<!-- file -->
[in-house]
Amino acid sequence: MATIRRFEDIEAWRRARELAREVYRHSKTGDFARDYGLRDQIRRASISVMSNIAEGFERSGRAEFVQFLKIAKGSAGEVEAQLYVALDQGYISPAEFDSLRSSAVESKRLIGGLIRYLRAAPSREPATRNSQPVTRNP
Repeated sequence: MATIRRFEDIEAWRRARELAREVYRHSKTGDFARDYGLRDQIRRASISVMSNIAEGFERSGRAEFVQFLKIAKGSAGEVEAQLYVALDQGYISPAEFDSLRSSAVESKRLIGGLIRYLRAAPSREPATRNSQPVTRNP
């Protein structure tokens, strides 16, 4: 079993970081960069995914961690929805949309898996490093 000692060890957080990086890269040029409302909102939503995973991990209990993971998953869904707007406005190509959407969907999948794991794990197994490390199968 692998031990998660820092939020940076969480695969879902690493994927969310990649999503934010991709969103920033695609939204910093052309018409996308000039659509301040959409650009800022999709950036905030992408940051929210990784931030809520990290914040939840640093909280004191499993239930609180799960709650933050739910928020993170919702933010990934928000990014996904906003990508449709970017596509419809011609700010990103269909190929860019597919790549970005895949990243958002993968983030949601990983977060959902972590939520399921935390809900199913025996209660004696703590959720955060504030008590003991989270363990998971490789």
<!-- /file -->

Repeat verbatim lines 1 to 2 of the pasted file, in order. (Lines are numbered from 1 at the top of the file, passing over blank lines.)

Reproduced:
[in-house]
Amino acid sequence: MATIRRFEDIEAWRRARELAREVYRHSKTGDFARDYGLRDQIRRASISVMSNIAEGFERSGRAEFVQFLKIAKGSAGEVEAQLYVALDQGYISPAEFDSLRSSAVESKRLIGGLIRYLRAAPSREPATRNSQPVTRNP